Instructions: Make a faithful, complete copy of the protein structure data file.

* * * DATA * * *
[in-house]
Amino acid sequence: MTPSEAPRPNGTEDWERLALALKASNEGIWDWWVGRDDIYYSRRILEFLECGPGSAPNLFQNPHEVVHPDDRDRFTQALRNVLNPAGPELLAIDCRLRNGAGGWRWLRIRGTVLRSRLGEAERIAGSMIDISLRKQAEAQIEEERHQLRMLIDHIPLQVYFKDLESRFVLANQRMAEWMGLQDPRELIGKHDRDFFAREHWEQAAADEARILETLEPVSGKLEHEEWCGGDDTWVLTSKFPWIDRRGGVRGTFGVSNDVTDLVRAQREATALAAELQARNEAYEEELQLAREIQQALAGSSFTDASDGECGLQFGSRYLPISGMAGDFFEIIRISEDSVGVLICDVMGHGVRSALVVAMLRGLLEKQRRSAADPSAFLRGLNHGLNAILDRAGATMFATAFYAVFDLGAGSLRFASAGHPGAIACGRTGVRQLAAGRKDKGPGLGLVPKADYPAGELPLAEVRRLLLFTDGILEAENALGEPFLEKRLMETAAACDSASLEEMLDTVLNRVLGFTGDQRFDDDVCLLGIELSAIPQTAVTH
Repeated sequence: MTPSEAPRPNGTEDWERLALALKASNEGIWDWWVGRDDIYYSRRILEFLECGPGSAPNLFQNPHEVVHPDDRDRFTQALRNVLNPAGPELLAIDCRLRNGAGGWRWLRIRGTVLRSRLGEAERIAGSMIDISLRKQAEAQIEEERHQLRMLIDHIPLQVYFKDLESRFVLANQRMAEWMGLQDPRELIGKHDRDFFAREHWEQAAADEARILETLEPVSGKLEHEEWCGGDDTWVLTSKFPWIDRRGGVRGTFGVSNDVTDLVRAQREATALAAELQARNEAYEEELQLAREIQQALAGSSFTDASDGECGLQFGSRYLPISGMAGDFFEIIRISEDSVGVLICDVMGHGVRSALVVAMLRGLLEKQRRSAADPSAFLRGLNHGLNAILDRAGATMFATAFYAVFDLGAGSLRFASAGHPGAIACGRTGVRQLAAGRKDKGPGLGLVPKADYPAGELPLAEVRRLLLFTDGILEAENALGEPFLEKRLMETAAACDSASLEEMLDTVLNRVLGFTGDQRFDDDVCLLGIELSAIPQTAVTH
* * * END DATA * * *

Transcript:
[in-house]
Amino acid sequence: MTPSEAPRPNGTEDWERLALALKASNEGIWDWWVGRDDIYYSRRILEFLECGPGSAPNLFQNPHEVVHPDDRDRFTQALRNVLNPAGPELLAIDCRLRNGAGGWRWLRIRGTVLRSRLGEAERIAGSMIDISLRKQAEAQIEEERHQLRMLIDHIPLQVYFKDLESRFVLANQRMAEWMGLQDPRELIGKHDRDFFAREHWEQAAADEARILETLEPVSGKLEHEEWCGGDDTWVLTSKFPWIDRRGGVRGTFGVSNDVTDLVRAQREATALAAELQARNEAYEEELQLAREIQQALAGSSFTDASDGECGLQFGSRYLPISGMAGDFFEIIRISEDSVGVLICDVMGHGVRSALVVAMLRGLLEKQRRSAADPSAFLRGLNHGLNAILDRAGATMFATAFYAVFDLGAGSLRFASAGHPGAIACGRTGVRQLAAGRKDKGPGLGLVPKADYPAGELPLAEVRRLLLFTDGILEAENALGEPFLEKRLMETAAACDSASLEEMLDTVLNRVLGFTGDQRFDDDVCLLGIELSAIPQTAVTH
Repeated sequence: MTPSEAPRPNGTEDWERLALALKASNEGIWDWWVGRDDIYYSRRILEFLECGPGSAPNLFQNPHEVVHPDDRDRFTQALRNVLNPAGPELLAIDCRLRNGAGGWRWLRIRGTVLRSRLGEAERIAGSMIDISLRKQAEAQIEEERHQLRMLIDHIPLQVYFKDLESRFVLANQRMAEWMGLQDPRELIGKHDRDFFAREHWEQAAADEARILETLEPVSGKLEHEEWCGGDDTWVLTSKFPWIDRRGGVRGTFGVSNDVTDLVRAQREATALAAELQARNEAYEEELQLAREIQQALAGSSFTDASDGECGLQFGSRYLPISGMAGDFFEIIRISEDSVGVLICDVMGHGVRSALVVAMLRGLLEKQRRSAADPSAFLRGLNHGLNAILDRAGATMFATAFYAVFDLGAGSLRFASAGHPGAIACGRTGVRQLAAGRKDKGPGLGLVPKADYPAGELPLAEVRRLLLFTDGILEAENALGEPFLEKRLMETAAACDSASLEEMLDTVLNRVLGFTGDQRFDDDVCLLGIELSAIPQTAVTH